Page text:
Storing Your Ammo: Tips For Every Gun Owner

Posted on: 17 September 2018

You're probably used to hearing about the importance of proper weapon storage. But did you know that the way you store your ammo also plays a big role in safety and preservation of your supplies? Don't just stash your ammo in a drawer or cabinet and forget about it. Here are some ammo storage tips to help all kinds of gun owners.

1. Label your ammo with dates.

It's always best to use your oldest ammunition first. If you do not know which ammo is the oldest, this will be tough! So, you should put a date on your ammo when you buy it. Rotate the ammo in your storage area so that the stuff with the oldest date is always in front and easiest to use. What you are trying to avoid is leaving one pack of ammo in the back, where you can easily forget about it for years.

2. Choose a cool, dry place.

Just like medications are meant to be stored in a cool, dry place, so is your ammo. This does not mean you have to store it in a fridge, but it does mean that the moist basement or humid attic is not your best bet! Some peoples store their ammo in the bedroom or living room closet so it is close at hand. You probably keep these rooms at a relatively comfortable temperature since you live in them, so they should be a good temperature for your ammo, too.

3. Pack some silica gel packets with your ammo. 

Humidity is harder to control than temperature inside the home. If your home tends to get humid from time to time, you should purchase some silica gel packets from a local storage center. Put one or two in each bag or container of ammo. The gel will absorb moisture so there is no moisture leftover for your ammo to absorb. Change the packets out every few months or whenever you access your ammunition. Keep the unused packets in a sealed bag so they don't absorb moisture before being put into use.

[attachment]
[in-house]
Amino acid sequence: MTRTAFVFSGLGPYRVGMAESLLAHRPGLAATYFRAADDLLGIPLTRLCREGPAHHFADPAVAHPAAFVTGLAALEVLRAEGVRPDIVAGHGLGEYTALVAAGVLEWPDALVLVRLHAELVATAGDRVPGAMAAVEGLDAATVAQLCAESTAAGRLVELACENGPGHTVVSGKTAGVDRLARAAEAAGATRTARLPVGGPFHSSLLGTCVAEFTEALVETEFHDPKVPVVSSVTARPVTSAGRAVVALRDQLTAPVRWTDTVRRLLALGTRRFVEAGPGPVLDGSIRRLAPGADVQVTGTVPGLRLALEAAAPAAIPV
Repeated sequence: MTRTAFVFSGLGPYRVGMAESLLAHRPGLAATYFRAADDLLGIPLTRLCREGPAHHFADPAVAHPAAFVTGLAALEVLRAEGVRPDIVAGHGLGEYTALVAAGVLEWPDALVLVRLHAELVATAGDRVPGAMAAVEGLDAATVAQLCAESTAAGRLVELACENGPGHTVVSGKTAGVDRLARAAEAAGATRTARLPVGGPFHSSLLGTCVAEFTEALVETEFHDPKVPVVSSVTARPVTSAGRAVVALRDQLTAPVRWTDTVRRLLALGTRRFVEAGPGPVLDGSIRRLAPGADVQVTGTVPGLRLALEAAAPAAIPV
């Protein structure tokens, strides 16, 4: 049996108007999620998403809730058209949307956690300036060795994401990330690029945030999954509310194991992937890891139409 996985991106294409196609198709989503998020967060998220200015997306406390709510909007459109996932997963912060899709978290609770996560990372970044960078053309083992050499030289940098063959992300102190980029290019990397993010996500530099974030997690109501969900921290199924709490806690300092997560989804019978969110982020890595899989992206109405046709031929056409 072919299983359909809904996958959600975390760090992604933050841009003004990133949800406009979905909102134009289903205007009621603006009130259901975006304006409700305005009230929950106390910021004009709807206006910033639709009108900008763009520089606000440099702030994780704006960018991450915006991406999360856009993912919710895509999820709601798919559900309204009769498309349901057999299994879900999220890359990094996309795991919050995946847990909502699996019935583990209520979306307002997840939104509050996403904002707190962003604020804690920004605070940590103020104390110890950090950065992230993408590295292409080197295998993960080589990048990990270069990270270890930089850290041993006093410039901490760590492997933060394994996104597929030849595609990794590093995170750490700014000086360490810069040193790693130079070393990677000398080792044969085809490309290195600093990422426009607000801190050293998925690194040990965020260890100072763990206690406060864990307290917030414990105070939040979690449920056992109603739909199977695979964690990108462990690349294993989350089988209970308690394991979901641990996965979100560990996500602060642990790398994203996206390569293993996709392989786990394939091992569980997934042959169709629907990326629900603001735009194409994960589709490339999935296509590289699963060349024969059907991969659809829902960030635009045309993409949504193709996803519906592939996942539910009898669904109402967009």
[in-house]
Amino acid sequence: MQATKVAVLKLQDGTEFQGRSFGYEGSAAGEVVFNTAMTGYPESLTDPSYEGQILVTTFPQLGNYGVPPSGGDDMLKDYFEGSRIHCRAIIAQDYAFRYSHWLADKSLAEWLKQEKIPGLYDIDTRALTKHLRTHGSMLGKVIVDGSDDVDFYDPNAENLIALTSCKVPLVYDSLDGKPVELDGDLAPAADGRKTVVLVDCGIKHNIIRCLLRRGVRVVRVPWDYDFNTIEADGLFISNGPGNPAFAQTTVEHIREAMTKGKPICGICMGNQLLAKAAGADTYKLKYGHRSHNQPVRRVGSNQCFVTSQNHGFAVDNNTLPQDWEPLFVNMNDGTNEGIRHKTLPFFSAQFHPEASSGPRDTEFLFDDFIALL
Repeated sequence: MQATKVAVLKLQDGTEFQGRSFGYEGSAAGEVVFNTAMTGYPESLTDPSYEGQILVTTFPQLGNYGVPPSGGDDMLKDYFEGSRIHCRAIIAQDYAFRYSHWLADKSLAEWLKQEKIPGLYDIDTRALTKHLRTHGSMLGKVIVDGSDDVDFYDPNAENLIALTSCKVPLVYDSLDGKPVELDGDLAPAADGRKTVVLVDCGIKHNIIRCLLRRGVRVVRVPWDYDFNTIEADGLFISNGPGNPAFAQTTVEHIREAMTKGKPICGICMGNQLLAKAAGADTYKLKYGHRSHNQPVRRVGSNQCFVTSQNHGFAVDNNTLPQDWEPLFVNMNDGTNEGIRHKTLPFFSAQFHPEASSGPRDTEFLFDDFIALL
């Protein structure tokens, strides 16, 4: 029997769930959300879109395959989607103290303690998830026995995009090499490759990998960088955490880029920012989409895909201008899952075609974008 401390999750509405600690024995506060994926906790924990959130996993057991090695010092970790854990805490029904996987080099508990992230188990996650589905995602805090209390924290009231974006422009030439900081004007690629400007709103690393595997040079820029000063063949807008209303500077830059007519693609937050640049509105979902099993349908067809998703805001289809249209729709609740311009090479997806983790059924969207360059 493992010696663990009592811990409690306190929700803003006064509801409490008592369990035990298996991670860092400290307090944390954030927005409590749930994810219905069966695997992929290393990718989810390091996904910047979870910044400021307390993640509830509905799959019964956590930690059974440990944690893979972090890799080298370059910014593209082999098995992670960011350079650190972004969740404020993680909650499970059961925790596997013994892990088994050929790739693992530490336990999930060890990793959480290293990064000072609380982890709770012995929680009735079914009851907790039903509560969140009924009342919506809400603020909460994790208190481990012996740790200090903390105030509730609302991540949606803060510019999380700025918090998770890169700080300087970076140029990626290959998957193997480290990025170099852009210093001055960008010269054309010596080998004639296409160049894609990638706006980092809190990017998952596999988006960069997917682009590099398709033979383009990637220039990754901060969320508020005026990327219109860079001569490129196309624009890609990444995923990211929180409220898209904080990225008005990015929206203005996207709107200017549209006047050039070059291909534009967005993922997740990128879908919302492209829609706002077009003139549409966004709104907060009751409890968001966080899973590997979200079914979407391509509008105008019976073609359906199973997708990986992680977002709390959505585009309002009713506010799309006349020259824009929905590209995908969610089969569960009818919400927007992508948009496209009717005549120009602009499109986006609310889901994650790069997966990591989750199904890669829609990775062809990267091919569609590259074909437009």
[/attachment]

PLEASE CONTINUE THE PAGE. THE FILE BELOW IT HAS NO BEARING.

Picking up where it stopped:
4. Vacuum seal ammo you won't use often.

If you have ammunition you know you won't use or need to access for a year or more, store that ammunition in vacuum-sealed bags. Chances are good that you have a friend with a vacuum sealer—if you don't have one yourself—and they will let you borrow it. Keeping as much air away from the ammo as possible will extend its life so you don't find yourself needing to re-buy it a year from now when you need it.  

5. Always look for corrosion.

Even if you follow the tips above, there is a chance of corrosion setting into your ammo. The ammo could have already been a bit dated when you bought it, or it may have been exposed to some moisture in shipment. Check for corrosion each time you open your ammo storage area. If the ammo develops corrosion within a few weeks, most stores will accept it back and replace it, provided it was stored properly in the meantime. Some ammo can last for years yeas—but you still need to check it for corrosion before use.

In addition to following the storage tips above, make sure you keep your ammo organized. You don't want to have to spend 30 minutes sorting through bullets to find what you need before your next hunting trip. There are numerous chests, drawers, and other setups you can use to store your ammunition where it is ready and easy to access. Contact a company that sells ammo for more information.